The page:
Hydrocarbons: Infrared Spectroscopy of Hydrocarbons

Infrared Spectroscopy of Hydrocarbons

– Hydrocarbons contain only carbon–carbon bonds and carbon–hydrogen bonds.

– An infrared spectrum does not provide enough information to identify a structure conclusively (unless an authentic spectrum is available to compare “fingerprints”), but the absorptions of the carbon-carbon and carbon-hydrogen bonds can indicate the presence of double and triple bonds.

 Carbon–Carbon Bond Stretching

– Stronger bonds generally absorb at higher frequencies because of their greater stiffness.

  • Carbon-carbon single bonds C-C absorb around 1200 cm-1
  • C=C double bonds absorb around 1660 cm-1
  • C≡C triple bonds absorb around 2200 cm-1

– Carbon-carbon bond stretching frequencies in hydrocarbons:

– As discussed for the octane spectrum,  C-C  single bond absorptions (and most other absorptions in the fingerprint region) are not very reliable.

– We use the fingerprint region primarily to confirm the identity of an unknown compound by comparison with an authentic spectrum.

– The absorptions of C=C double bonds, however, are useful for structure determination.

– Most unsymmetrically substituted double bonds produce observable stretching absorptions in the region of 1600 to 1680 cm-1.

– The specific frequency of the double bond stretching vibration depends on whether there is another double bond nearby.

– When two double bonds are one bond apart (as in cyclohexa 1,3-diene on the following figure) they are said to be conjugated.

– As we will see in Chapter 15, conjugated double bonds are slightly more stable than isolated double bonds because there is a small amount of pi bonding between them.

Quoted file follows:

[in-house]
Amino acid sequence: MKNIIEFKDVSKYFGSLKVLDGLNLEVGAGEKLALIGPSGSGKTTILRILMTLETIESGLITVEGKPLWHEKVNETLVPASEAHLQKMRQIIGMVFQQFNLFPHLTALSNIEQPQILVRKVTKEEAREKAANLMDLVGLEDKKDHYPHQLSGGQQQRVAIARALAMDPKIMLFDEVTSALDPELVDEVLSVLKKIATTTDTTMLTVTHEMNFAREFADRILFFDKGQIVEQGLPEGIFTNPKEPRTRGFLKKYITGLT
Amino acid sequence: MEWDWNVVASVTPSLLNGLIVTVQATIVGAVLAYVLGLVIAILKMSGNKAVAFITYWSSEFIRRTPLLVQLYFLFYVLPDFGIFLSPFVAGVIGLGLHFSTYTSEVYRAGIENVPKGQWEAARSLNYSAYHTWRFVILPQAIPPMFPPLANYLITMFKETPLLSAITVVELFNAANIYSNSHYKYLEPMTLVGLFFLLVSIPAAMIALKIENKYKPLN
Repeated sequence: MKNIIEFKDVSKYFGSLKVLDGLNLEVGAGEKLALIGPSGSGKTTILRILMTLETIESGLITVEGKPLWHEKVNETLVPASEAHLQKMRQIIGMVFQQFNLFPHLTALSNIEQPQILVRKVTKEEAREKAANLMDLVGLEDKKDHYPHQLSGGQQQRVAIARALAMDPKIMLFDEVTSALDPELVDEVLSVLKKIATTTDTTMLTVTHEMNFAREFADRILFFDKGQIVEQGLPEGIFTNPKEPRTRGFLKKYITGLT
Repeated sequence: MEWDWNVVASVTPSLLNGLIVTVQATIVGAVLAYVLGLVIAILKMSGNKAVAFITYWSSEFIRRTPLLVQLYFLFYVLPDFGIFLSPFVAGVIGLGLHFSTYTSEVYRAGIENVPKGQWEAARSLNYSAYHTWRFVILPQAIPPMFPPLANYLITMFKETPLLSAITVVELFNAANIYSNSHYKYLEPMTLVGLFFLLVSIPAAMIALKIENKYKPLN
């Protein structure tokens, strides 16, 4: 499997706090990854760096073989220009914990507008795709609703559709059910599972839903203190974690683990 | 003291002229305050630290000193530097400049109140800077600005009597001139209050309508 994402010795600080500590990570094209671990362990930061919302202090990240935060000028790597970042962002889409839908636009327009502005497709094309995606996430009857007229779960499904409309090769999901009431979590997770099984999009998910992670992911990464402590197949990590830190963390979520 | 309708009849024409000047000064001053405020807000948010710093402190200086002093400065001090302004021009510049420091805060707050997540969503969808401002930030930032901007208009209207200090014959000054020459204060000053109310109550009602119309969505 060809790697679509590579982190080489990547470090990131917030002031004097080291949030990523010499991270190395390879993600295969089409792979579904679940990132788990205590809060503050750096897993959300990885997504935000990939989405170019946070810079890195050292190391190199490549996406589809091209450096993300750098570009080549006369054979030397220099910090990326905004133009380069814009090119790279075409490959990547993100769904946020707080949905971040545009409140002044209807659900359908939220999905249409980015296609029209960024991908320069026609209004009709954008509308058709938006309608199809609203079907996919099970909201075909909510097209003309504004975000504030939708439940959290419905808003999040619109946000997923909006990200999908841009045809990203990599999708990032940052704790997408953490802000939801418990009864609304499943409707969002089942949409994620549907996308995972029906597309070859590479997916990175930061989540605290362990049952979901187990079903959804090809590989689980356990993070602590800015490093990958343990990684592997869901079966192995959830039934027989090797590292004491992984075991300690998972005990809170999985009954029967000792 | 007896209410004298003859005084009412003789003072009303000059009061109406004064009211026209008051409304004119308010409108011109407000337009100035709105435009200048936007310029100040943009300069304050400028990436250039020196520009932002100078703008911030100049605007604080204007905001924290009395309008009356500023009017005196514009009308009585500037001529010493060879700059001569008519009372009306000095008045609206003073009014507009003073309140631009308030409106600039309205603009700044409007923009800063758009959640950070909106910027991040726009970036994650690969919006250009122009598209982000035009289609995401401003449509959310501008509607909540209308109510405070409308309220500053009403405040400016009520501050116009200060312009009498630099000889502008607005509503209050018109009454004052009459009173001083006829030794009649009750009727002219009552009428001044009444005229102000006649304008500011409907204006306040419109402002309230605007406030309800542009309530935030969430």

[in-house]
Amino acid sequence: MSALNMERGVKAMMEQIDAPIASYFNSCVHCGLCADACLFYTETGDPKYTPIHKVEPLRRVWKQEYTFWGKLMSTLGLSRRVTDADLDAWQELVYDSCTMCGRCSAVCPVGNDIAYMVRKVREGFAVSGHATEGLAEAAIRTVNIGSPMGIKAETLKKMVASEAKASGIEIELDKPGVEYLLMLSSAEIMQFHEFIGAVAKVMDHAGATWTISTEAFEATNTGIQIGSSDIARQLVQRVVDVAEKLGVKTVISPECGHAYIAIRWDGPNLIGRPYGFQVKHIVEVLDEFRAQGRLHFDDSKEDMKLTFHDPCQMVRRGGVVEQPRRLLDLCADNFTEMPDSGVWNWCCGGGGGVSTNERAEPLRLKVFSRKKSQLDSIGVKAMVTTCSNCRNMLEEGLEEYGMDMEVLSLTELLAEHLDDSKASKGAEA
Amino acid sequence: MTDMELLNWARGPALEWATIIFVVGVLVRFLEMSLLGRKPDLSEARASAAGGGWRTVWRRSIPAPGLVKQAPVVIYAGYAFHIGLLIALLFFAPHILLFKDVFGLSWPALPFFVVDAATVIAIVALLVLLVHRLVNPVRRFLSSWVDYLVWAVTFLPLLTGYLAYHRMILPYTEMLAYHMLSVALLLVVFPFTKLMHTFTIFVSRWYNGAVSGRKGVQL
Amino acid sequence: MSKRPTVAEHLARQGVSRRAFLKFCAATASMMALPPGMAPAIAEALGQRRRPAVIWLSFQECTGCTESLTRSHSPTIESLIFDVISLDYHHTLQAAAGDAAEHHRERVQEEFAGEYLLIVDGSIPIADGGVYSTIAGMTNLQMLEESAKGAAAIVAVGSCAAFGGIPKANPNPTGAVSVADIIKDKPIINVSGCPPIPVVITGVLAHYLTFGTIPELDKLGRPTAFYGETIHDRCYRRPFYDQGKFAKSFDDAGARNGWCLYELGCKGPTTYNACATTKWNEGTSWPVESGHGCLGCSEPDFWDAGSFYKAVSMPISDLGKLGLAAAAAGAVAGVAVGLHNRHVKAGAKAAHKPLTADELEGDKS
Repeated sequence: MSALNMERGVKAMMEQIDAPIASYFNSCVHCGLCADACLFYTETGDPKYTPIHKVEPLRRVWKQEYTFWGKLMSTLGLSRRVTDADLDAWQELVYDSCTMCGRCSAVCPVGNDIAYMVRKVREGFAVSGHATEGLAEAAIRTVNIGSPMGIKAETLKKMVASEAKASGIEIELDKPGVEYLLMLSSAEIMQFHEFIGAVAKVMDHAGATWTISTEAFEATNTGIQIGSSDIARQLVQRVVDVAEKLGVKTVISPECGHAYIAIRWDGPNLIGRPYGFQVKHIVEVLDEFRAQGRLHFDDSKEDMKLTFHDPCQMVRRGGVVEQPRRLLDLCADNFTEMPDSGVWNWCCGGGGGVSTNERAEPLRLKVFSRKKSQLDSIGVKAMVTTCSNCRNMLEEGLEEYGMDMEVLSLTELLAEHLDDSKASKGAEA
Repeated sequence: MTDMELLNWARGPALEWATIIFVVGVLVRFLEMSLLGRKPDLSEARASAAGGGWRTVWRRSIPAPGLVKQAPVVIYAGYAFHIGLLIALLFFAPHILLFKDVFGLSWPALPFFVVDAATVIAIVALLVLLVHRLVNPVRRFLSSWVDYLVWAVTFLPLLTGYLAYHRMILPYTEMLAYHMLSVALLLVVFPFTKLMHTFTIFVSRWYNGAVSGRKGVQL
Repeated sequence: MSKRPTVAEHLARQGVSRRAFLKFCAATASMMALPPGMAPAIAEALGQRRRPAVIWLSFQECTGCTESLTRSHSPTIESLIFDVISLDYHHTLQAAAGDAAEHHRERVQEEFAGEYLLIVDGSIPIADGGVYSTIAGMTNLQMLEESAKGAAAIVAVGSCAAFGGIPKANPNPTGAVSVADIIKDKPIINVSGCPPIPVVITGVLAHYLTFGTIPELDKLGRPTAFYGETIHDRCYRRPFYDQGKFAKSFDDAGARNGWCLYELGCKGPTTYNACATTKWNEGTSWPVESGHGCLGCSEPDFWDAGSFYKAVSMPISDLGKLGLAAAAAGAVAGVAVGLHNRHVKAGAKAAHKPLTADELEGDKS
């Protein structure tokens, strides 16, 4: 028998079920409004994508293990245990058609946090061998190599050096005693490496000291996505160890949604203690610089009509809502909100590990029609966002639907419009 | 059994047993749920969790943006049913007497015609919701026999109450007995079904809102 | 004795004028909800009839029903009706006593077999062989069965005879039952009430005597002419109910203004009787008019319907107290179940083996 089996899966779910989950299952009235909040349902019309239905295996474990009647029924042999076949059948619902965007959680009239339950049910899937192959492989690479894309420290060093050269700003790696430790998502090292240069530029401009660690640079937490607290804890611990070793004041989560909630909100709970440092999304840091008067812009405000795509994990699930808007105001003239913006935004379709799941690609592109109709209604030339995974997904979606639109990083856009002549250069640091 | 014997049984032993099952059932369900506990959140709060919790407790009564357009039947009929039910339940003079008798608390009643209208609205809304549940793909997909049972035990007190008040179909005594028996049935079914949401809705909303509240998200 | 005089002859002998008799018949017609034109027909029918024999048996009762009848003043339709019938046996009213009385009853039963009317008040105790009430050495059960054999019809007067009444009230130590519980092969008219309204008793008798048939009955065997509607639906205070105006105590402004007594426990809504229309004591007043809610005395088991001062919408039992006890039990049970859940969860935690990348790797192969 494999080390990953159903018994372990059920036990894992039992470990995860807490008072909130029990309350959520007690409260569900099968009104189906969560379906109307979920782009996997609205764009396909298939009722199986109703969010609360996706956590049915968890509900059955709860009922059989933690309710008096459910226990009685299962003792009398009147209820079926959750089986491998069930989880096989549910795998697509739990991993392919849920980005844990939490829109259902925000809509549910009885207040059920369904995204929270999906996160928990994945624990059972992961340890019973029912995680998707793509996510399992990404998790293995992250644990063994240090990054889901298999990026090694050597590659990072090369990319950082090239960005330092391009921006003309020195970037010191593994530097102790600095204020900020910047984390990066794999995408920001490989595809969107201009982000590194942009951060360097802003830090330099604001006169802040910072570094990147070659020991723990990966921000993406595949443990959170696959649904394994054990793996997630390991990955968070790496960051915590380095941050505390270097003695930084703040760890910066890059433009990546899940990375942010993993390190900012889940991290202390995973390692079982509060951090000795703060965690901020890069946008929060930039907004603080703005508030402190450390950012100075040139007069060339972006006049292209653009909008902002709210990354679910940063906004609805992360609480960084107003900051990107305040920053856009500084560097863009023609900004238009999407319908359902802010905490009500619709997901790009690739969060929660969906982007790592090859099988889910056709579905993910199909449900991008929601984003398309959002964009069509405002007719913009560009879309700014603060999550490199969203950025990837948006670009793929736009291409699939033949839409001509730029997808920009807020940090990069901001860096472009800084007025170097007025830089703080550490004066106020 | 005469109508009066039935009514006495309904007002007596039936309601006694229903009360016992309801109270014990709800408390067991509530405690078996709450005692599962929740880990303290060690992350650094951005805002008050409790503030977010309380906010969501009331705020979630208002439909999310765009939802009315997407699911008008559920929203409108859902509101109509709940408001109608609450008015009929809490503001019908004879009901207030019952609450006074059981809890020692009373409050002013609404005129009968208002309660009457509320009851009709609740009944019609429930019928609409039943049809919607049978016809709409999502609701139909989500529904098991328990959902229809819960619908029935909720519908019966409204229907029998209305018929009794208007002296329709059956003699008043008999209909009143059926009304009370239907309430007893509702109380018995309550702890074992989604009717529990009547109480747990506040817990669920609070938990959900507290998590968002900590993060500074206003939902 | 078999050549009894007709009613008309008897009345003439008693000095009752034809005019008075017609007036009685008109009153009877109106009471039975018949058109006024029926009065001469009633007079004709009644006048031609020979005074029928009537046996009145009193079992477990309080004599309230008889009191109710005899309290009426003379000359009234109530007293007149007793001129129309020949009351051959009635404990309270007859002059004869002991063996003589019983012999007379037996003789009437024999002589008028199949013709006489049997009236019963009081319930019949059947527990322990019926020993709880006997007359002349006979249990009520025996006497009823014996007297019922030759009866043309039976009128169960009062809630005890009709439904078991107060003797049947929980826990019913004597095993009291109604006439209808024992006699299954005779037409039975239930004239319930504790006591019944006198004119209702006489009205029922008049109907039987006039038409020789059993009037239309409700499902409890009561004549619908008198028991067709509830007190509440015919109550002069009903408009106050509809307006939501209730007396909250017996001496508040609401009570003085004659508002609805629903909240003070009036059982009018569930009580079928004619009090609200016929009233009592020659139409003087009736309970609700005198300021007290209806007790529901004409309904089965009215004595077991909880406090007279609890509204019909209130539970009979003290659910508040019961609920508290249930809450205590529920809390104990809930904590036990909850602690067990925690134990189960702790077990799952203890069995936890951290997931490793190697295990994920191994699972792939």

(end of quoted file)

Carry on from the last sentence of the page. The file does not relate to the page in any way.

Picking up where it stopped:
– This overlap between the pi bonds leaves a little less electron density in the double bonds themselves.

– As a result, they are a little less stiff and vibrate a little more slowly than an isolated double bond.

– Isolated double bonds absorb around 1640 to 1680 cm-1, while conjugated double bonds absorb around 1620 to 1640 cm-1.

Infrared Spectroscopy of Hydrocarbons

Effect of conjugation

– The effect of conjugation is even more pronounced in aromatic compounds, which have three conjugated double bonds in a six-membered ring.

– Aromatic C=C bonds are more like 3/2 bonds than true double bonds, and their reduced pi bonding results in less stiff bonds with lower stretching frequencies, around 1600 cm-1.

Infrared Spectroscopy of Hydrocarbons

– Carbon-carbon triple bonds in alkynes are stronger and stiffer than carbon-carbon
single or double bonds, and they absorb infrared light at higher frequencies.

– Most alkyne C≡C triple bonds have stretching frequencies between 2100 and 2200 cm-1.

– Terminal alkynes usually give sharp C≡C stretching signals of moderate intensity.

– The C≡C stretching absorption of an internal alkyne may be weak or absent, however, due to the symmetry of the disubstituted triple bond with a very small or zero dipole moment>

Carbon–Hydrogen Bond Stretching in hydrocarbons

– Alkanes, alkenes, and alkynes also have characteristic C-H stretching frequencies.